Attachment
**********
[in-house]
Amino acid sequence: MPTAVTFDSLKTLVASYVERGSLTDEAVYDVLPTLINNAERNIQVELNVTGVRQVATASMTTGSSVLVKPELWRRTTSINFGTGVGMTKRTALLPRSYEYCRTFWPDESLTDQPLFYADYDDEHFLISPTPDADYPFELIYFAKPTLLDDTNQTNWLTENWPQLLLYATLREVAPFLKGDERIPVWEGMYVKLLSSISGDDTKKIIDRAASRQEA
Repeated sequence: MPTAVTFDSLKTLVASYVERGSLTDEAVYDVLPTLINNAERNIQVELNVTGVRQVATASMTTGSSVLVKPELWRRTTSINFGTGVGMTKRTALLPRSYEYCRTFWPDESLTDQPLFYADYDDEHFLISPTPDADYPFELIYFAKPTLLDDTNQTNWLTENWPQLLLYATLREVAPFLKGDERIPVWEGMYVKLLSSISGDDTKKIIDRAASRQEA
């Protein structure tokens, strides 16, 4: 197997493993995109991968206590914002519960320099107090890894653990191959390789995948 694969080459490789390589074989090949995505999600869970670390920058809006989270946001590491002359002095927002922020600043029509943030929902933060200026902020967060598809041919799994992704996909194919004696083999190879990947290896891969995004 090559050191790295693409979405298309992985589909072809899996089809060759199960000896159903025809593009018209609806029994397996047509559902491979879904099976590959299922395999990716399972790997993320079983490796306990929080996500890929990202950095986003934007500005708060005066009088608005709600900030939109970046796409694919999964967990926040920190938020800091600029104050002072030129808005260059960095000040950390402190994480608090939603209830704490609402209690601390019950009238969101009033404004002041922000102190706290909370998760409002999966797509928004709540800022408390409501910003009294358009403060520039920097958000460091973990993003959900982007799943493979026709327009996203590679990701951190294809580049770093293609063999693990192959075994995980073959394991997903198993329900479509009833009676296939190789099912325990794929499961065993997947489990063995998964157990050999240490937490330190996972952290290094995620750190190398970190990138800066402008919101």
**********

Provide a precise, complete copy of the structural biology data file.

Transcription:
[in-house]
Amino acid sequence: MPTAVTFDSLKTLVASYVERGSLTDEAVYDVLPTLINNAERNIQVELNVTGVRQVATASMTTGSSVLVKPELWRRTTSINFGTGVGMTKRTALLPRSYEYCRTFWPDESLTDQPLFYADYDDEHFLISPTPDADYPFELIYFAKPTLLDDTNQTNWLTENWPQLLLYATLREVAPFLKGDERIPVWEGMYVKLLSSISGDDTKKIIDRAASRQEA
Repeated sequence: MPTAVTFDSLKTLVASYVERGSLTDEAVYDVLPTLINNAERNIQVELNVTGVRQVATASMTTGSSVLVKPELWRRTTSINFGTGVGMTKRTALLPRSYEYCRTFWPDESLTDQPLFYADYDDEHFLISPTPDADYPFELIYFAKPTLLDDTNQTNWLTENWPQLLLYATLREVAPFLKGDERIPVWEGMYVKLLSSISGDDTKKIIDRAASRQEA
């Protein structure tokens, strides 16, 4: 197997493993995109991968206590914002519960320099107090890894653990191959390789995948 694969080459490789390589074989090949995505999600869970670390920058809006989270946001590491002359002095927002922020600043029509943030929902933060200026902020967060598809041919799994992704996909194919004696083999190879990947290896891969995004 090559050191790295693409979405298309992985589909072809899996089809060759199960000896159903025809593009018209609806029994397996047509559902491979879904099976590959299922395999990716399972790997993320079983490796306990929080996500890929990202950095986003934007500005708060005066009088608005709600900030939109970046796409694919999964967990926040920190938020800091600029104050002072030129808005260059960095000040950390402190994480608090939603209830704490609402209690601390019950009238969101009033404004002041922000102190706290909370998760409002999966797509928004709540800022408390409501910003009294358009403060520039920097958000460091973990993003959900982007799943493979026709327009996203590679990701951190294809580049770093293609063999693990192959075994995980073959394991997903198993329900479509009833009676296939190789099912325990794929499961065993997947489990063995998964157990050999240490937490330190996972952290290094995620750190190398970190990138800066402008919101």